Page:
In this episode, we’re talking with Michael Thompson, Vice President of Strategic Communications at Nuveen, who puts together RFPs; and Bethany Potter, Senior Manager, Growth & Administration at Proscenium Events who responds to them. This episode is chock full or actionable advice about the entire RFP process from both sides of the table. So hit the download button, screw your headphones on tight, and get ready to take notes.
Michael Thompson joined the Global Media Relations team at Nuveen, a TIAA Company, in December of 2020 as Vice President of Strategic Communications with responsibility for executive communications and supporting strategic messaging for the firm’s leadership, brand, and business priorities.
Michael joined the firm after two years as Assistant Vice President for Executive Communications and Content Syndication at LPL Financial, where he was responsible for strategic message development and executive speechwriting for more than 20 advisor-facing conferences throughout the year. Prior to his tenure at LPL, he spent eight years as Executive Communications Manager at Lowe’s Companies, Inc., writing speeches for C-Suite executives and creating messaging for major sales and leadership meetings. This followed a 13-year career in professional sports, including 11 seasons with two different National Basketball Association franchises as Director of Corporate Communications and other community relations and game operations roles.
Bethany Potter joined the Production team at Proscenium in 2016, working on events for brands like HEINEKEN USA, Harley-Davidson, Lowe’s, and Ortho Clinical Diagnostics. She also managed many of Proscenium responses to RFPs. She has expanded her role from Production to Business Development Manager, to her current role of Senior Manager of Growth and Administration (and ProCast Producer!) where she manages almost all of Proscenium’s RFP responses.
Hosted and Written by Jeremy Dobrish
Produced by Bethany Potter
Theme Music by Mike Mancini
Logo design by Shraddha Maharjan
Special thanks to Dossie McCraw
HOW TO MAKE THE MOST OF THE RFP PROCESS
By Jeremy Dobrish
If you look up “raconteur” in the dictionary, you will surely find a picture of Michael Thompson, the Vice President of Strategic Communications at Nuveen. And if you look up “super-duper-organized”, there you shall find Proscenium’s Senior Manager of Growth and Administration, Bethany Potter.
We met Michael when he was with Lowe’s and was part of the RFP team who ended up going with Proscenium. And, if you listen to the ProCast regularly, you’ll recognize Bethany as the voice of the always-on-it “Behind The Scenes Bethany”. I was really excited to talk to the two of them together. Michael understands the RFP process from the agency side, and Bethany manages almost all of Proscenium’s RFP responses. So, this was a real chance to learn about the RFP process from multiple perspectives.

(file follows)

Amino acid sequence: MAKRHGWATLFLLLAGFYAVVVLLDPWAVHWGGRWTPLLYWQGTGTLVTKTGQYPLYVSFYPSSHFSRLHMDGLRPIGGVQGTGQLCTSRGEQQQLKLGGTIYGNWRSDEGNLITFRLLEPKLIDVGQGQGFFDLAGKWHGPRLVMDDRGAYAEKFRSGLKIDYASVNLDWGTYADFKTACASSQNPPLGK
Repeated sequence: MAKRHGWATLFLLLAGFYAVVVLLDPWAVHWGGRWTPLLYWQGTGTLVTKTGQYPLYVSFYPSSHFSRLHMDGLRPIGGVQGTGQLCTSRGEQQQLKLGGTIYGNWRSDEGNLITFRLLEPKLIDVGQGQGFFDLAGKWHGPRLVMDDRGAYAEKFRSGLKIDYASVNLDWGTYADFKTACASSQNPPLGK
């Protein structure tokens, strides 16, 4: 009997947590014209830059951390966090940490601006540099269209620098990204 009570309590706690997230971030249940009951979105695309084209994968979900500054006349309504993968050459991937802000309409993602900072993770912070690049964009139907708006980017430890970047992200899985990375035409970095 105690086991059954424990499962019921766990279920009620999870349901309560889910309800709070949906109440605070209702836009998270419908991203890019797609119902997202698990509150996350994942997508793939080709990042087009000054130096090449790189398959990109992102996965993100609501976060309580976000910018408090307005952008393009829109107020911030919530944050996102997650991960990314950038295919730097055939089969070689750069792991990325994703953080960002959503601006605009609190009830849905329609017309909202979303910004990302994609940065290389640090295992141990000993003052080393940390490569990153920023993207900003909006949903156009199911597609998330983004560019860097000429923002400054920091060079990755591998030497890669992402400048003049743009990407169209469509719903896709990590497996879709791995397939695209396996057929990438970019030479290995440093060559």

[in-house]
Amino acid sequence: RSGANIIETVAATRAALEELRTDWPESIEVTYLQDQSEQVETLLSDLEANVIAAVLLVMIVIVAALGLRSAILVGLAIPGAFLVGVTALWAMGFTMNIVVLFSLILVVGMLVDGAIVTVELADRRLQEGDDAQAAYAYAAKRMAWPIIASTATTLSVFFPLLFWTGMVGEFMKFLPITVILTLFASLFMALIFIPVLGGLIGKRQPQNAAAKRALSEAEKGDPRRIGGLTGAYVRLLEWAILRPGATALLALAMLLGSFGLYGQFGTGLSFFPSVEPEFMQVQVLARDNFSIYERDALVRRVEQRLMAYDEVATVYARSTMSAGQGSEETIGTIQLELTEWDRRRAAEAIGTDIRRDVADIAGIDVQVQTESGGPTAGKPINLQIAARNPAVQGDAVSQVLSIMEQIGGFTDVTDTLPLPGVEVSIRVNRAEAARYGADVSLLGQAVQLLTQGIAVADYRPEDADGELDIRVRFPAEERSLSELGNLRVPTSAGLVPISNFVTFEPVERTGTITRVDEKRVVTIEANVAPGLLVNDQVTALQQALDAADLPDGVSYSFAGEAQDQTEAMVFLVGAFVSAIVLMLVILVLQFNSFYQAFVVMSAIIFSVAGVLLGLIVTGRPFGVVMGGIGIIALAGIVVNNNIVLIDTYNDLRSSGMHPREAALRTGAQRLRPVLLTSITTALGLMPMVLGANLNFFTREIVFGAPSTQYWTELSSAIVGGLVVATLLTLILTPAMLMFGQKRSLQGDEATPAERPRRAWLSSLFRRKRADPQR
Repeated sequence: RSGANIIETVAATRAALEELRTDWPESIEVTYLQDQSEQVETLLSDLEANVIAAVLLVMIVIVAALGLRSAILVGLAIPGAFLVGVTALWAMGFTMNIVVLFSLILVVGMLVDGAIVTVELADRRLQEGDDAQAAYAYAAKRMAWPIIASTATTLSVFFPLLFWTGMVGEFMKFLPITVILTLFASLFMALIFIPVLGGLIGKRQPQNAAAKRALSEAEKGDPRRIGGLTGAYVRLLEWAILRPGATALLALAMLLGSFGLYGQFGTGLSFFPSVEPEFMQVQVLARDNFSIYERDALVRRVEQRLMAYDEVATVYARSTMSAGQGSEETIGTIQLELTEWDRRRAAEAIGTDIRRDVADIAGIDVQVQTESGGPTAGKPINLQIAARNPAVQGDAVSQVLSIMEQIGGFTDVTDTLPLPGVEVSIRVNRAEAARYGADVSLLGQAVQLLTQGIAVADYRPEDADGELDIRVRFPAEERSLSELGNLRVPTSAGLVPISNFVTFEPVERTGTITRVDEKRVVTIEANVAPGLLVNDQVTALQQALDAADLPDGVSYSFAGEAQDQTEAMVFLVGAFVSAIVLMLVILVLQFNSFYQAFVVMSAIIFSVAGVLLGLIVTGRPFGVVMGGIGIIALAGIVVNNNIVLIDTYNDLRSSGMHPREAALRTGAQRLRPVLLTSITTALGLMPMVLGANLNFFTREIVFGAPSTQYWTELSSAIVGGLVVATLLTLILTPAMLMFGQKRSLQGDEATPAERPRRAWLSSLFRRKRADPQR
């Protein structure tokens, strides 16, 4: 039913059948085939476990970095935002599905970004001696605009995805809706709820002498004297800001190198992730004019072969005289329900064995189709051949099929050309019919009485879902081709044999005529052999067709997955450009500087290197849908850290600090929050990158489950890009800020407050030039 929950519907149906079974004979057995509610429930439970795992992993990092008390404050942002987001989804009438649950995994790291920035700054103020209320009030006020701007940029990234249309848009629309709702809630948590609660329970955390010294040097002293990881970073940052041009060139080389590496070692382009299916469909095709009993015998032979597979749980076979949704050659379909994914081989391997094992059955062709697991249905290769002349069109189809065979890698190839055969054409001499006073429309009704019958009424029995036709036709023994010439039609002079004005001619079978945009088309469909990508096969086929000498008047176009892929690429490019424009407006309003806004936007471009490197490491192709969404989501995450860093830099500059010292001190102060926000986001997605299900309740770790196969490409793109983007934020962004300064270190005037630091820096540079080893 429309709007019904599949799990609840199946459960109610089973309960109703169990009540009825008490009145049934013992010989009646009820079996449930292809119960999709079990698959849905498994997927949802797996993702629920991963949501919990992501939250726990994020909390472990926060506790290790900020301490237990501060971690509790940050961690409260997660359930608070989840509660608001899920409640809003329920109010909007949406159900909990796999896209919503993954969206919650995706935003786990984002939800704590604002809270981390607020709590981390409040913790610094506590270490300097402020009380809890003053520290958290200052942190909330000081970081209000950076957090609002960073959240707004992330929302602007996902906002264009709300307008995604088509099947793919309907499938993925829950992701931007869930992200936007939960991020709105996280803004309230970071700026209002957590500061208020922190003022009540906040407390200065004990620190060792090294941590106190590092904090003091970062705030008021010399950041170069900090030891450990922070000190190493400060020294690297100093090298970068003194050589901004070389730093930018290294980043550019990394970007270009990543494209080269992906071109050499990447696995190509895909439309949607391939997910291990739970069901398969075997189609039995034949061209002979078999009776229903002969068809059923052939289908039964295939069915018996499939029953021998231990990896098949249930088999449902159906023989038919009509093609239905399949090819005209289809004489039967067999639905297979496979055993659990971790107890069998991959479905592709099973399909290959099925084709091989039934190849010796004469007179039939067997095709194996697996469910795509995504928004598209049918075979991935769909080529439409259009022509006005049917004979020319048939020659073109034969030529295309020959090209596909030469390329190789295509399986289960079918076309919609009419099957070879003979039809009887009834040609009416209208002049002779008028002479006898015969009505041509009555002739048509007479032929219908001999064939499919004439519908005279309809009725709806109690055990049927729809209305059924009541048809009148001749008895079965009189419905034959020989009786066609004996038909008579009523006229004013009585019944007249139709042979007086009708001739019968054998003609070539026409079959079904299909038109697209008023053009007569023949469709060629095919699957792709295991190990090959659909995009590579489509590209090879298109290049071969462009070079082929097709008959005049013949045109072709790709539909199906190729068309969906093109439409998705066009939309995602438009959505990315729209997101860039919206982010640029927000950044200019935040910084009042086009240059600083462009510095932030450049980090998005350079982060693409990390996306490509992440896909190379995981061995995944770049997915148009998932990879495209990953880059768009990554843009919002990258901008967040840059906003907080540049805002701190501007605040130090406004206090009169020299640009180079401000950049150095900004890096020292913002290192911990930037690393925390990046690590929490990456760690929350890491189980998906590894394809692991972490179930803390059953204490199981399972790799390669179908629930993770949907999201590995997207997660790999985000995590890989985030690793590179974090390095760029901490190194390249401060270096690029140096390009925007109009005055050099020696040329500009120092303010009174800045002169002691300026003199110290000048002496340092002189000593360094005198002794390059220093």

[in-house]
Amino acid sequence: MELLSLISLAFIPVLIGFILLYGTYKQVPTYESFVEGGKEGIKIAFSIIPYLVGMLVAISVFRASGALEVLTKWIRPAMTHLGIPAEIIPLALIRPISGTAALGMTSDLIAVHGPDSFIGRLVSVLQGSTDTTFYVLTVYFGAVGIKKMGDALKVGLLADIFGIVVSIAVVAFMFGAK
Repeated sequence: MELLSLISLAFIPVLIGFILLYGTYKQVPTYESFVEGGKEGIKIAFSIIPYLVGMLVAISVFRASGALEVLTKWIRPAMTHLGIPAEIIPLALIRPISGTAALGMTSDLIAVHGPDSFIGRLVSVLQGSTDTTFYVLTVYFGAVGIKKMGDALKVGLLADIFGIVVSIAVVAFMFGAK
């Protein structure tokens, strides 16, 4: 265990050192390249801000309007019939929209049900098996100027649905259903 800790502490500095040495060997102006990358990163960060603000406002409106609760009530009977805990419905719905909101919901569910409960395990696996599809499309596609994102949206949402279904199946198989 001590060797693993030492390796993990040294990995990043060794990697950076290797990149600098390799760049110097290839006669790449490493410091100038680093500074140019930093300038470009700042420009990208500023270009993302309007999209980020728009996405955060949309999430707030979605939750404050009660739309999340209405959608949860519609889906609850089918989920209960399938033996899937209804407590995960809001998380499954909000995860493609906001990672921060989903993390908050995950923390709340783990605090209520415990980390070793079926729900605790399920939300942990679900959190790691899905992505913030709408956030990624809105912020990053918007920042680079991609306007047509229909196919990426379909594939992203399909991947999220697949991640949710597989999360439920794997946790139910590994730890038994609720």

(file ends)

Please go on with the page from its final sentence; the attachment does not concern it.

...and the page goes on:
I started by asking Michael what makes a good RFP, to which he replied:
"You have to write it in a way that everyone you're inviting to participate in will understand and be able to give you the information you need in order to make that apples-to-apple, comparison. It sounds simple on the surface and then it gets really difficult, really fast. The real secret to a good RFP is writing it in a way that no matter who they send it off to, they're going to understand what it is you're looking for."
I asked Michael, if that’s the case, why not give a budget number for the agencies to hit?
"If we find a firm in this process, that's double the price, but gives us a show that’s 10 times better isn't that worth the money."
Bethany, however, argued that:
"Having even a range or some sort of anchor point to shoot for can be really helpful so that we have the best chance of giving you what you're trying to accomplish with that event."
I asked Michael what he found in the proposals that helped him make his final decision:
"In the end it was unique ideas and a level of creativity"
Next, I asked Bethany what she does to try to make sure her response will win:
"The word value, I think, is really important because you could go based off of who's going to give me the cheapest show, but you're not going to get the best show that you could."
Then I asked Michael why stand-ups are important:
"You get a chance to see how they support each other. How did they treat you? If they treat each other with respect, then they'll likely treat us with respect as well."
Then, he dropped a terrific nugget of wisdom:
"I want the varsity on my show and the way I treat my agency, and the way we treat everybody on site is going to go a long way towards ensuring that if we didn't get the varsity in year one, we're going to get them in year two. Because that word's going to spread, oh, that's a show you want to be on."
And why does Bethany think stand-ups are important?
"It's a chance for us to see how the client and how they operate and to get a better feel for them."
She also added,
"Companies should be hiring agencies for their thinking for their alignment on how they work. We can't read your mind, but if we work with you we can really tailor something that hopefully you would love."
The three of us talked for a good long time, and the quotes above just give a small taste of the sort of wisdom that came out in this episode. If you’re interested in the RFP process, I highly recommend listening to the full episode to hear more stories, and gain more insight.